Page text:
Is Apple becoming a rotten fruit?

Anita Engelstad Thorsen, Ellen Vik, Hannah Sofie Kjellevold, Isabelle Steine Bendriss, Pernille Sæther-Larsen

Apple continuously tempts consumers to pick the unsustainable choice.

Each year we see new launches in the tech industry. Especially popular is the launch of the new iPhone of the year, by the world’s largest tech company, Apple. But as we run to buy the newest tech device we also run away from our environmental responsibilities.

Is Apple becoming a rotten fruit that we should not pick?

Luring us into toxic consumption

In today’s technology-driven society, electronic waste (e-waste) is becoming one of the fastest-growing climate challenges. According to UN, the world generates 50 million tons of e-waste every year where only 20% is properly recycled. E-waste contains toxic chemicals known to harm human health, especially children of developing countries.

With every new iPhone release, the e-waste increases.

Apple strategically launches new models every year and reduces the performance of older ones, ultimately forcing users to upgrade their phones. Through the struggle of maximizing their profits, Apple takes advantage of their market power and acts in an unsustainable way that harms the global environment.

Even though Apple’s annual iPhone release may not feature revolutionary technology, the company manages to lure users into upgrading their fully functional phones with nearly identical newer models.

Just like with Adam and Eve, Apple is tempting their consumers to pick the unsustainable choice. This is largely due to consumers' desire to stay up-to-date and maintain their status, as well as the gradual decline in performance of older phones, which can make them seem slow and outdated after just a year.

Greenwashing their way to profits

In Apple’s flawless ESG report, they write numerous pages about how they contribute to each of the 17 sustainability goals with environmental initiatives, climate pledges, and overall reduction of their carbon footprint.

They have a broad focus on the 12th goal to ensure sustainable consumption, giving seven supporting initiatives. However, a strategy of diminishing the life cycle of the iPhone down to one-year conflicts with these initiatives. Consequently, the industry leader greenwashes its way to higher profits and more market power.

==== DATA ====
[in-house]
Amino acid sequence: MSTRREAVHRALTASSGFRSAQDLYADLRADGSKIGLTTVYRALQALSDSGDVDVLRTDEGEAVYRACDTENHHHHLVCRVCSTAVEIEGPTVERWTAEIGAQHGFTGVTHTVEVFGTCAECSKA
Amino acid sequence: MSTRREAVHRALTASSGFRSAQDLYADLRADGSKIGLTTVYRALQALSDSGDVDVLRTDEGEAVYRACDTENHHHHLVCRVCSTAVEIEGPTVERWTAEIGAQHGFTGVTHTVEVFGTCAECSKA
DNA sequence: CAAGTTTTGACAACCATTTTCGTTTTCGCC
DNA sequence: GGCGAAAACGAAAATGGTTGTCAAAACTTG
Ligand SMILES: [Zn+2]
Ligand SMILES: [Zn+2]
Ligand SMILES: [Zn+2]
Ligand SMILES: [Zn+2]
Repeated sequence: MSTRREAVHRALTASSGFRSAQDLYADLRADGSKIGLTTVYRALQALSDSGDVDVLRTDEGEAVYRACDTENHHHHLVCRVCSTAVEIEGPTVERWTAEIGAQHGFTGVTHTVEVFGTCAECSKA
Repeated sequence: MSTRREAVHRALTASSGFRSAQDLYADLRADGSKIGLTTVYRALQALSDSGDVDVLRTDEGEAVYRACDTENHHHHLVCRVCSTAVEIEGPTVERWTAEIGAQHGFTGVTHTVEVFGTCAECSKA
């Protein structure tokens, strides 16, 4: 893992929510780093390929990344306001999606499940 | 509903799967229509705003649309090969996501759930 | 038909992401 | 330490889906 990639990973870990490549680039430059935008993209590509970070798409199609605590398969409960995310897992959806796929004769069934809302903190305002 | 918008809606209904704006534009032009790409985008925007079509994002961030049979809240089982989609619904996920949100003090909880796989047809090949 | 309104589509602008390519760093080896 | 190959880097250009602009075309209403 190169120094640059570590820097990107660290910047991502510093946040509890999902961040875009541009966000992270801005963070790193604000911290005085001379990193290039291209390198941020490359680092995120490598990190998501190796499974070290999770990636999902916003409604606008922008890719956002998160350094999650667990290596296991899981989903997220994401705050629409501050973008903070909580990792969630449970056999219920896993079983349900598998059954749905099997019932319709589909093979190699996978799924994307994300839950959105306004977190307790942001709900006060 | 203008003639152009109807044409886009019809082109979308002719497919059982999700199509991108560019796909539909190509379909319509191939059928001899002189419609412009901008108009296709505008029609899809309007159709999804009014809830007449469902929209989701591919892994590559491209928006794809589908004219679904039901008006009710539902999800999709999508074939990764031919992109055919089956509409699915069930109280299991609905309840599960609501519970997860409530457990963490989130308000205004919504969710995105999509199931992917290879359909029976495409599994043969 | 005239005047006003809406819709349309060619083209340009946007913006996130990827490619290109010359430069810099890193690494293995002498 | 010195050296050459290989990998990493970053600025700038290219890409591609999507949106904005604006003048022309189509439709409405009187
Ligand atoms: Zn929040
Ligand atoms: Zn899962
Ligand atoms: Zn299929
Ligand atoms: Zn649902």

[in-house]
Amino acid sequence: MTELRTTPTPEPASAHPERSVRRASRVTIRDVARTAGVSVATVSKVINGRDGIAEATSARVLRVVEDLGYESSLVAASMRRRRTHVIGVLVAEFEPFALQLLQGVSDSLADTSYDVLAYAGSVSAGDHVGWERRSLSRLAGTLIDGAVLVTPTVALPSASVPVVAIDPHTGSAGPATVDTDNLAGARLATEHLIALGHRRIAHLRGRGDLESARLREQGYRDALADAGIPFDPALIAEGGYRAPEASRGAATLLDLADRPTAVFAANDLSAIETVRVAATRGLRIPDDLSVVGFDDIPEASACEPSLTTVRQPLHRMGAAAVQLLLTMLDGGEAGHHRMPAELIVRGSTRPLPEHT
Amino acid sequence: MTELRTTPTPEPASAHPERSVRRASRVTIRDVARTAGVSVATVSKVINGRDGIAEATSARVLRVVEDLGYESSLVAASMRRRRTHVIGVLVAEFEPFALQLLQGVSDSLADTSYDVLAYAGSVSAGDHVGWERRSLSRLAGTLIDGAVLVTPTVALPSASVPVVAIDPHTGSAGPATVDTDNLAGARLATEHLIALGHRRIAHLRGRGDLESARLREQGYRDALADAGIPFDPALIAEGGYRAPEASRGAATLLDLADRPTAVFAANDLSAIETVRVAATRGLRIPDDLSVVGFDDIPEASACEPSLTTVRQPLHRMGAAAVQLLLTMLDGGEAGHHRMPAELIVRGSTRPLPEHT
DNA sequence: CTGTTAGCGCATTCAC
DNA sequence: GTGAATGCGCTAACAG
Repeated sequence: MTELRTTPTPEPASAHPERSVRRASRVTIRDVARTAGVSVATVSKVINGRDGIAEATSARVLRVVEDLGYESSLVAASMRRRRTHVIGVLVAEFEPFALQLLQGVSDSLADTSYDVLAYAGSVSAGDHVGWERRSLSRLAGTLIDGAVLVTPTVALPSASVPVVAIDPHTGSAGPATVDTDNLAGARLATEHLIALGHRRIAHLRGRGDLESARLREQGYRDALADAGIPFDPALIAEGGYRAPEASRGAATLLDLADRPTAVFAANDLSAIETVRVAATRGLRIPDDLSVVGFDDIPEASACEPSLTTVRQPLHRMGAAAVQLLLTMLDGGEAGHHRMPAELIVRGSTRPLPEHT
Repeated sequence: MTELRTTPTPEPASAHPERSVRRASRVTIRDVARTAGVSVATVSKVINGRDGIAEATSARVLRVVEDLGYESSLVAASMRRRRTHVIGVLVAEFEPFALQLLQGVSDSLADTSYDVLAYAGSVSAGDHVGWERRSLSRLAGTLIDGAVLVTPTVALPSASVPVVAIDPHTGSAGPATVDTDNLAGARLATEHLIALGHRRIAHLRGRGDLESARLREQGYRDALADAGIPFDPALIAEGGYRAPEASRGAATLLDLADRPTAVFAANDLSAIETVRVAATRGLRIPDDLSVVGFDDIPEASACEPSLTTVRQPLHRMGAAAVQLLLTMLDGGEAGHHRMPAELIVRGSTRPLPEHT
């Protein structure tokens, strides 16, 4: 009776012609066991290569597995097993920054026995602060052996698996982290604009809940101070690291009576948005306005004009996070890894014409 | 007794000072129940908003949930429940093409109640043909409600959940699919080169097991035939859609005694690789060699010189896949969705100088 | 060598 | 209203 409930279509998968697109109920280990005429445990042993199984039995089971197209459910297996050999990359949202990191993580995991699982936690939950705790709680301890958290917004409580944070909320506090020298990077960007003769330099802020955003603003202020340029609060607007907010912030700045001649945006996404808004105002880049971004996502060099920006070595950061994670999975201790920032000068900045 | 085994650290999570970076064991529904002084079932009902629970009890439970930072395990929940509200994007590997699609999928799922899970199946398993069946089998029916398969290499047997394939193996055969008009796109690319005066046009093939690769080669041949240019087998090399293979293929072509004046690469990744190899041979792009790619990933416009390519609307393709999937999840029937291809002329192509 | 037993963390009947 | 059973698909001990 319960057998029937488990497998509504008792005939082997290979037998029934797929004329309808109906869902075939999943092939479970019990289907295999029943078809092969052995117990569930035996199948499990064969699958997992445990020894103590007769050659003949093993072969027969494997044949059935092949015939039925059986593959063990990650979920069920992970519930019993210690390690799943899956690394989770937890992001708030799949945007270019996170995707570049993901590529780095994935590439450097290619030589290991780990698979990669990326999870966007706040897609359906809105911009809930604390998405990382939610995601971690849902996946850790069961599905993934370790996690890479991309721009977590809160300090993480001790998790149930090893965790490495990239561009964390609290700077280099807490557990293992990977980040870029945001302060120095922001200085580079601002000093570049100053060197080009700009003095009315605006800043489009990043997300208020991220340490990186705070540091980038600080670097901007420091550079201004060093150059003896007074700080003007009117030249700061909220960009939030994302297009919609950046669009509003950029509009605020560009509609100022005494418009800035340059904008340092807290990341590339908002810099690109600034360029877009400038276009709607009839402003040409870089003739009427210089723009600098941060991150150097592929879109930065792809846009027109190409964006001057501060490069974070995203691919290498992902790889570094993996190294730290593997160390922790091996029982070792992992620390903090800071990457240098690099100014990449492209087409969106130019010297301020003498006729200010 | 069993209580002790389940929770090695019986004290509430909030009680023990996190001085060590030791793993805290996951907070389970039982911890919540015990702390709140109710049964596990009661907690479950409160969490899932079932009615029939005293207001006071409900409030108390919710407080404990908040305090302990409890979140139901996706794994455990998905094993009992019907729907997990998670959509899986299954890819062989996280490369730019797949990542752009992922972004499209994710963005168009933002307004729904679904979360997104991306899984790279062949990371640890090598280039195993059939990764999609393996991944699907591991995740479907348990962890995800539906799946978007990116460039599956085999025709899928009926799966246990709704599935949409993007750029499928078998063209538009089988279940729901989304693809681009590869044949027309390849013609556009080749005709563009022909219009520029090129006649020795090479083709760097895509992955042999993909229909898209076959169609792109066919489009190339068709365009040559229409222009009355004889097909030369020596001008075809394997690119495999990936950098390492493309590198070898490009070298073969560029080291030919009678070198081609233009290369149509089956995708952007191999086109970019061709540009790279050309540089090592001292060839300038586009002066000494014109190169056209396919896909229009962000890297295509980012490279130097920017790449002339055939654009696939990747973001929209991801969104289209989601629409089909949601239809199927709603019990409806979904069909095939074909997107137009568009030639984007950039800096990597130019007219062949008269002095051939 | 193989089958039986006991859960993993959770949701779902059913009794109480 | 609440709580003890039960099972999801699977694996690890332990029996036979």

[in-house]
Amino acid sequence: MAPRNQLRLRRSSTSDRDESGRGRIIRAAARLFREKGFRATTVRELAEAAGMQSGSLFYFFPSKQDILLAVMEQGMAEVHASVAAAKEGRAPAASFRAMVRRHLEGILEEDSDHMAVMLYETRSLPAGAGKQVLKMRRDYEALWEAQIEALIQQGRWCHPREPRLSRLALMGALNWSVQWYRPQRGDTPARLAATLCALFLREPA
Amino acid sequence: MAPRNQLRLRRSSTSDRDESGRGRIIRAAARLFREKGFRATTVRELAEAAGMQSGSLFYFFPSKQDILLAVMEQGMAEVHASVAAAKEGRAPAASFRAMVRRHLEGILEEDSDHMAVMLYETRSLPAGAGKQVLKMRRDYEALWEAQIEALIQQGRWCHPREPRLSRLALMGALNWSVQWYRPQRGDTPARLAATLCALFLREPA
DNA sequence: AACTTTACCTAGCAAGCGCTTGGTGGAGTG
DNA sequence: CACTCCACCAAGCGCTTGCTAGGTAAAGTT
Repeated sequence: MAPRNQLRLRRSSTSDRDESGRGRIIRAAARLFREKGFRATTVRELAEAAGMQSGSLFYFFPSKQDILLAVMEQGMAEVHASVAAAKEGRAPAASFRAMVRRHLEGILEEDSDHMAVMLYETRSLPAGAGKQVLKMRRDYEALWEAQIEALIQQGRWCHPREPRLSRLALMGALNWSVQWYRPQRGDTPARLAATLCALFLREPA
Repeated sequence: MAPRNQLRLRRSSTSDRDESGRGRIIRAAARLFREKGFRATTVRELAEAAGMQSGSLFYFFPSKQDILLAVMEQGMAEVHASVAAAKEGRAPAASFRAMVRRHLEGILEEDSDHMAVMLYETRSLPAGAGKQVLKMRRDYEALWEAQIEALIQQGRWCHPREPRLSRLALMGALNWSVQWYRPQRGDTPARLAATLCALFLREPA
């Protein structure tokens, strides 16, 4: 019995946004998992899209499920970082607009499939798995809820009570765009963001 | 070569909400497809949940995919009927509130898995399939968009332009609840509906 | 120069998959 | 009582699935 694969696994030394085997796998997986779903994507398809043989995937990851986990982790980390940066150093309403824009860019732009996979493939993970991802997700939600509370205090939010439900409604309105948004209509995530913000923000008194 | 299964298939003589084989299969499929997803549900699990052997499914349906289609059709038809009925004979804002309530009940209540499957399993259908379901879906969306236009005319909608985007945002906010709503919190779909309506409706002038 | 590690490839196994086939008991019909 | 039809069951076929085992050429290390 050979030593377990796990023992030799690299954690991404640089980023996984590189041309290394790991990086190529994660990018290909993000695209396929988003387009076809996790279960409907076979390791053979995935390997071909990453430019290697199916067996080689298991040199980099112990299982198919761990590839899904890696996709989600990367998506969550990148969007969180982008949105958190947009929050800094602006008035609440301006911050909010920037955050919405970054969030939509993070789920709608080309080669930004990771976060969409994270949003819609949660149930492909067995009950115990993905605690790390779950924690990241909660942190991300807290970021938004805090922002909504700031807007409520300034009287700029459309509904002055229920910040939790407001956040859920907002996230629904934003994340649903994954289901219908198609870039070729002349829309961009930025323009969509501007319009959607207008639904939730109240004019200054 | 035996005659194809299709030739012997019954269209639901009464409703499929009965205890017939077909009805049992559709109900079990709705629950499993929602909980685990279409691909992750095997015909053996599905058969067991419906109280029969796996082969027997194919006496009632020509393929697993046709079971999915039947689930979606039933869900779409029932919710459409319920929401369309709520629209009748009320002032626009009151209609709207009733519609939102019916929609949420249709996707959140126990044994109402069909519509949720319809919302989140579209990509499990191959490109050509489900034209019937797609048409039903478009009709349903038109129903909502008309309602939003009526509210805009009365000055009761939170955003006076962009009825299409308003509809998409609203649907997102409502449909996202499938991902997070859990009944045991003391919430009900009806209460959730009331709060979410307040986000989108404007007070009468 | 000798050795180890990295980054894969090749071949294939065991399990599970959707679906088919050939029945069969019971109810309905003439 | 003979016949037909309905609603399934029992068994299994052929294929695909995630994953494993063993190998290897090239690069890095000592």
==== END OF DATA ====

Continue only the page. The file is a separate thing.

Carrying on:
Apple’s release of new products each year is a big issue. As a market-leading company, they should set an example for suppliers and competitors to follow. The inadequate recycling of electronic devices can initiate a series of environmental repercussions. Making new devices requires more resources and creates more pollution.

Apple’s insufficient measures

To increase the amount of recycled e-waste, Apple has introduced a take-back program for iPhones. Additionally, they have developed a robot called Daisy that recovers reusable metals from recycled phones. This technology enables Apple to reuse these metals instead of extracting new raw metals.

While this sounds promising, it is merely a green facade. Recycling alone cannot solve the world’s environmental problems. Apple’s production is responsible for 80% of their emissions, hence recycling outdated devices is not enough if they continue production as it is today.

The amazing Daisy that Apple is proudly presenting in their ESG report, is also a textbook example of greenwashing. Apple products are sold all over the world, however, there is only one Daisy. This means that Apple’s solution to the e-waste problem entails shipping outdated products from across the world to the US to obtain reusable metals. How is that for carbon emissions?

Has the iPhone become the new fast fashion?

A possible solution to this problem would be to halt Apple’s annual product releases and prioritize sustainability and environmental issues over profit. Focusing on being sustainable might actually be the most profitable in the long run. Phones should not be treated as fast fashion, even though it might give the highest profit.

Apple should only release new products when significant technological improvements have been made, rather than simply acting as a profit-maximizing machine. This approach could help slow down the constant turnover of phones and reduce production. Making it easier for Apple to focus on cutting emissions in their production chain.

Apple - The rotten fruit

Apple may be the biggest fruit in the tech industry, but it's rotting from the inside out. With every annual iPhone release, the company perpetuates a cycle of unsustainable waste and environmental damage.

It's time for Apple to stop putting profit over the planet and start prioritizing sustainability. By developing software that extends the life cycle of iPhones and halting the constant release of new products, Apple can lead the industry into responsible and sustainable practices.

The clock is ticking, and the world is watching. The question is, will Apple step up and become a fresh, ripe apple, or continue to decay and harm our planet?


Winner of Opinion Essay Competition Spring 2023

This essay is the winner of this semester's sustainability opinion essay competition at BI. The students received a prize of 10.000 NOK. Read more about the competition.



Apple. (2022). Environmental Social Government Report (ESG Report 2022). 

UN (2019, 24. January). UN report: Time to seize opportunity, tackle challenge of e-waste 

Pinto, V. N., (2008). E-waste hazard: The impending challenge. Indian Journal of Occupational and Environmental Medicine. 12(2): 65-70. 10.4103/0019-5278.43263


Published 11. May 2023

You can also see all news here.